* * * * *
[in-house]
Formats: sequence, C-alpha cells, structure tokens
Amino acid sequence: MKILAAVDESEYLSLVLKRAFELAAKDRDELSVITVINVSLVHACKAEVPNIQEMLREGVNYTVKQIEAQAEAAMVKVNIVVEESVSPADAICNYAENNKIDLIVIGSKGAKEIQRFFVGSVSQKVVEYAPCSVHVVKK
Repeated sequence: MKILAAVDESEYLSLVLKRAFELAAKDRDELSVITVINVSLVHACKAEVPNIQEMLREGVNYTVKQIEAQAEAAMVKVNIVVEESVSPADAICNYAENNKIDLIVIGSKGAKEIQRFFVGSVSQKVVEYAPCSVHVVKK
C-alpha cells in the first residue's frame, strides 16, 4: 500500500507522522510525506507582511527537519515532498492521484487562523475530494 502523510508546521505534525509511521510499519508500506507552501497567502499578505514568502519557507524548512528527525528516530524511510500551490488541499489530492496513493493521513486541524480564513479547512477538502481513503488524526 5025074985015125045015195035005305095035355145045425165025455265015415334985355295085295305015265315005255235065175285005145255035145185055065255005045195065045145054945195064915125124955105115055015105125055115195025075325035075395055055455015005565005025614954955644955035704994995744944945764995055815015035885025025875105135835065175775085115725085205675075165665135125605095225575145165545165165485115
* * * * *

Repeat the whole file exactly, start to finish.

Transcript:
[in-house]
Formats: sequence, C-alpha cells, structure tokens
Amino acid sequence: MKILAAVDESEYLSLVLKRAFELAAKDRDELSVITVINVSLVHACKAEVPNIQEMLREGVNYTVKQIEAQAEAAMVKVNIVVEESVSPADAICNYAENNKIDLIVIGSKGAKEIQRFFVGSVSQKVVEYAPCSVHVVKK
Repeated sequence: MKILAAVDESEYLSLVLKRAFELAAKDRDELSVITVINVSLVHACKAEVPNIQEMLREGVNYTVKQIEAQAEAAMVKVNIVVEESVSPADAICNYAENNKIDLIVIGSKGAKEIQRFFVGSVSQKVVEYAPCSVHVVKK
C-alpha cells in the first residue's frame, strides 16, 4: 500500500507522522510525506507582511527537519515532498492521484487562523475530494 502523510508546521505534525509511521510499519508500506507552501497567502499578505514568502519557507524548512528527525528516530524511510500551490488541499489530492496513493493521513486541524480564513479547512477538502481513503488524526 5025074985015125045015195035005305095035355145045425165025455265015415334985355295085295305015265315005255235065175285005145255035145185055065255005045195065045145054945195064915125124955105115055015105125055115195025075325035075395055055455015005565005025614954955644955035704994995744944945764995055815015035885025025875105135835065175775085115725085205675075165665135125605095225575145165545165165485115